Ancient Monuments

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Platform cairn on Burnt Island

A Scheduled Monument in St. Agnes, Isles of Scilly

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Latitude: 49.896 / 49°53'45"N

Longitude: -6.3543 / 6°21'15"W

OS Eastings: 87402.277

OS Northings: 8630

OS Grid: SV874086

Mapcode National: GBR BXPY.Q7J

Mapcode Global: VGYC3.TW22

Entry Name: Platform cairn on Burnt Island

Scheduled Date: 2 July 1999

Source: Historic England

Source ID: 1016510

English Heritage Legacy ID: 15527

County: Isles of Scilly

Civil Parish: St. Agnes

Traditional County: Cornwall

Lieutenancy Area (Ceremonial County): Cornwall

Church of England Parish: Isles of Scilly

Church of England Diocese: Truro


The monument includes a prehistoric platform cairn with traces of an internal
funerary structure and incorporating a group of natural outcrops on the north
west of Burnt Island, a small uninhabited island off the north west coast of
St Agnes in the south west of the Isles of Scilly.
The platform cairn survives with a low `D'-shaped mound 9m in diameter,
reduced to 6.7m east-west by its straight western side. The mound rises
steeply along its edges to a low flattened upper surface 0.3m high. Close to
its western edge, the mound incorporates three small bedrock outcrops, each
weathered to a slender slab-like form with a north-south axis: two rise 1.2m
high and stand side-by-side at the south of the cluster, the third is 1.4m
high and 1m to the north. The northern outcrop and the southern pair each have
a low kerb around their southern ends, comprising closely spaced flat and
edge-set slabs to 0.6m long and 0.25m high. To their west, the cairn's
straight western edge is marked by a kerb of closely spaced small slabs, 0.2m-
0.6m across, generally 0.2m high and many of them edge-set. This western kerb
extends 8.75m NNW from beside the southern pair of outcrops, past the northern
outcrop and beyond, ending on the north at two large slabs which extend
eastwards, one resting on the other: the upper slab is 1.25m long and 0.5m
high; the lower is 0.7m long and 0.4m high. Between the eastern end of these
slabs and the northern outcrop, the tips of further slabs are exposed in the
surface of the turf. The disposition of these features is considered to
indicate a box-like funerary structure called a cist between the northern two
slabs and the northern outcrop. Beyond these features, two slabs of a possible
former kerb are visible on the perimeter of the mound on the north and north

The site of the monument is shown on the attached map extract.
It includes a 2 metre boundary around the archaeological features,
considered to be essential for the monument's support and preservation.

Source: Historic England

Reasons for Scheduling

The Isles of Scilly, the westernmost of the granite masses of south west
England, contain a remarkable abundance and variety of archaeological remains
from over 4000 years of human activity. The remote physical setting of the
islands, over 40km beyond the mainland in the approaches to the English
Channel, has lent a distinctive character to those remains, producing many
unusual features important for our broader understanding of the social
development of early communities.
Throughout the human occupation there has been a gradual submergence of the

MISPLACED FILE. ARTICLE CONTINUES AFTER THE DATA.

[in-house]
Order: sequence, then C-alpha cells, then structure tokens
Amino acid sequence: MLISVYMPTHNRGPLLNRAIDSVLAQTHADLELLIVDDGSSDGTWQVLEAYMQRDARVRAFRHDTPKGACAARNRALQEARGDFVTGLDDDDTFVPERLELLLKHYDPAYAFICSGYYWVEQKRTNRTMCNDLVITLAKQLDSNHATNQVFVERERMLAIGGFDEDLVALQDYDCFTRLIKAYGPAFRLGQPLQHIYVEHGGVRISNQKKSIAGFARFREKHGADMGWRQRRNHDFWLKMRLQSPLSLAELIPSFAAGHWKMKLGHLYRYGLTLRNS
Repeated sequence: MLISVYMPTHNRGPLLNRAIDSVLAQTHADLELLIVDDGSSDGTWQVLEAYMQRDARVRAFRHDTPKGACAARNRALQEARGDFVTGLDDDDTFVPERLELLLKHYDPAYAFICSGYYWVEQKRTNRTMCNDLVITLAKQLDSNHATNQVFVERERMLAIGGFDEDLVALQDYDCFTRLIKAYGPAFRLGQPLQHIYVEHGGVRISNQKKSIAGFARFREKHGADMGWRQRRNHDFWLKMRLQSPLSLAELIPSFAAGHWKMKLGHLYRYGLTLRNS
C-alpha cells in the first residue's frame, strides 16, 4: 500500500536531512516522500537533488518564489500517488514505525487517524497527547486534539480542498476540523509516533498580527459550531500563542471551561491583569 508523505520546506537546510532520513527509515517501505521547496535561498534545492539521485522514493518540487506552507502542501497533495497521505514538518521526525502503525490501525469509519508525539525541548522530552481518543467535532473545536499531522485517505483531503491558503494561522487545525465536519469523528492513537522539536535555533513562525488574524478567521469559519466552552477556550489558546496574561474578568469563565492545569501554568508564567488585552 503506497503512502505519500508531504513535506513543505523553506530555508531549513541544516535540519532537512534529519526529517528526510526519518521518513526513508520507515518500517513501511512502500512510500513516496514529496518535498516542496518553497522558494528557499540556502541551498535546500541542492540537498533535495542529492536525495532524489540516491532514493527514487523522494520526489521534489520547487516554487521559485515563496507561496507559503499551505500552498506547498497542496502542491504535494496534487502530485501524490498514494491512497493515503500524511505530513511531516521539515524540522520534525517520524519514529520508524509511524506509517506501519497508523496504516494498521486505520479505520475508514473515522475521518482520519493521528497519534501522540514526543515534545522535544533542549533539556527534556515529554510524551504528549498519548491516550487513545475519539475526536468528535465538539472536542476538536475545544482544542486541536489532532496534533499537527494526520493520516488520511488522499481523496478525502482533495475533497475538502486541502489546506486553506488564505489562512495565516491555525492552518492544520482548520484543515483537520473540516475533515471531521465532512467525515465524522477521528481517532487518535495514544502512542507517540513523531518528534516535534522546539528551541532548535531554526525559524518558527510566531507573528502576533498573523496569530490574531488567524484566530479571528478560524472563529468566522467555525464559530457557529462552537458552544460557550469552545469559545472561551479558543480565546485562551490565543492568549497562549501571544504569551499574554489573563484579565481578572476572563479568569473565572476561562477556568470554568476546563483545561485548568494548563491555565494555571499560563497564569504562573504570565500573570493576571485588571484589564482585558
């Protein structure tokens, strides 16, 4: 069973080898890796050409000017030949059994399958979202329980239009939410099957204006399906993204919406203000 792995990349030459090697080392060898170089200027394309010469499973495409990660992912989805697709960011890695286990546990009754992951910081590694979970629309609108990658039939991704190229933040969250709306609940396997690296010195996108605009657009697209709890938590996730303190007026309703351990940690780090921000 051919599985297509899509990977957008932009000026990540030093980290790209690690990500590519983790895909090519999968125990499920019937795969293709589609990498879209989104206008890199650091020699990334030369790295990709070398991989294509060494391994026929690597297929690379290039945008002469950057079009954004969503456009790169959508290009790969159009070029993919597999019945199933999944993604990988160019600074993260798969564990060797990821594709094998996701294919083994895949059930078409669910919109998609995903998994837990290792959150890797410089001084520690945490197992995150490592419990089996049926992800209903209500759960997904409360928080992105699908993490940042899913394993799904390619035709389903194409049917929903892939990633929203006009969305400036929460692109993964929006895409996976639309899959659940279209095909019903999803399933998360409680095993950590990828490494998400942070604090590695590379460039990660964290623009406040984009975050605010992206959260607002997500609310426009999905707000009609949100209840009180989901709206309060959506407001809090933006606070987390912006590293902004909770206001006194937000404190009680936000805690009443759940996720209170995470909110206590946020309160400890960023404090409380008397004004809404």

islands' land area, providing a stimulus to change in the environment and its
exploitation. This process has produced evidence for responses to such change
against an independent time-scale, promoting integrated studies of
archaeological, environmental and linguistic aspects of the islands'
The islands' archaeological remains demonstrate clearly the gradually
expanding size and range of contacts of their communities. By the post-
medieval period (from AD 1540), the islands occupied a nationally strategic
location, resulting in an important concentration of defensive works
reflecting the development of fortification methods and technology from the
mid 16th to the 20th centuries. An important and unusual range of post-
medieval monuments also reflects the islands' position as a formidable hazard
for the nation's shipping in the western approaches.
The exceptional preservation of the archaeological remains on the islands has
long been recognised, producing an unusually full and detailed body of
documentation, including several recent surveys.
Platform cairns are funerary monuments of Early Bronze Age date (c.2000-1600
BC). They were constructed as low flat-topped mounds of stone rubble, up to
40m in external diameter though usually considerably smaller, covering single
or multiple burials. Some examples have other features, including peripheral
banks and internal mounds constructed on the platform. A kerb of slabs or
edge-set stones sometimes bounds the edge of the platform, and a peripheral
bank or mound if present. Platform cairns can occur as isolated monuments, in
small groups or in cairn cemeteries. In cemeteries they are normally found
alongside cairns of other types.
Platform cairns form a significant proportion of the 387 surviving cairns on
the Isles of Scilly; this is unusual in comparison with the mainland. All
surviving examples on the Isles of Scilly are considered worthy of protection.

The platform cairn on Burnt Island survives well, with no evidence for
excavation or disturbance, and contains an unusually rich array of visible
features. Its incorporation of small bedrock outcrops shows well the influence
and integration of natural landscape features into prehistoric ritual and
funerary activity, emphasised very clearly in this instance by the kerbing
around the outcrops' southern ends.

Source: Historic England


Title: 1:10000 Ordnance Survey Map, SV 80 NE
Source Date: 1980

Source: Historic England

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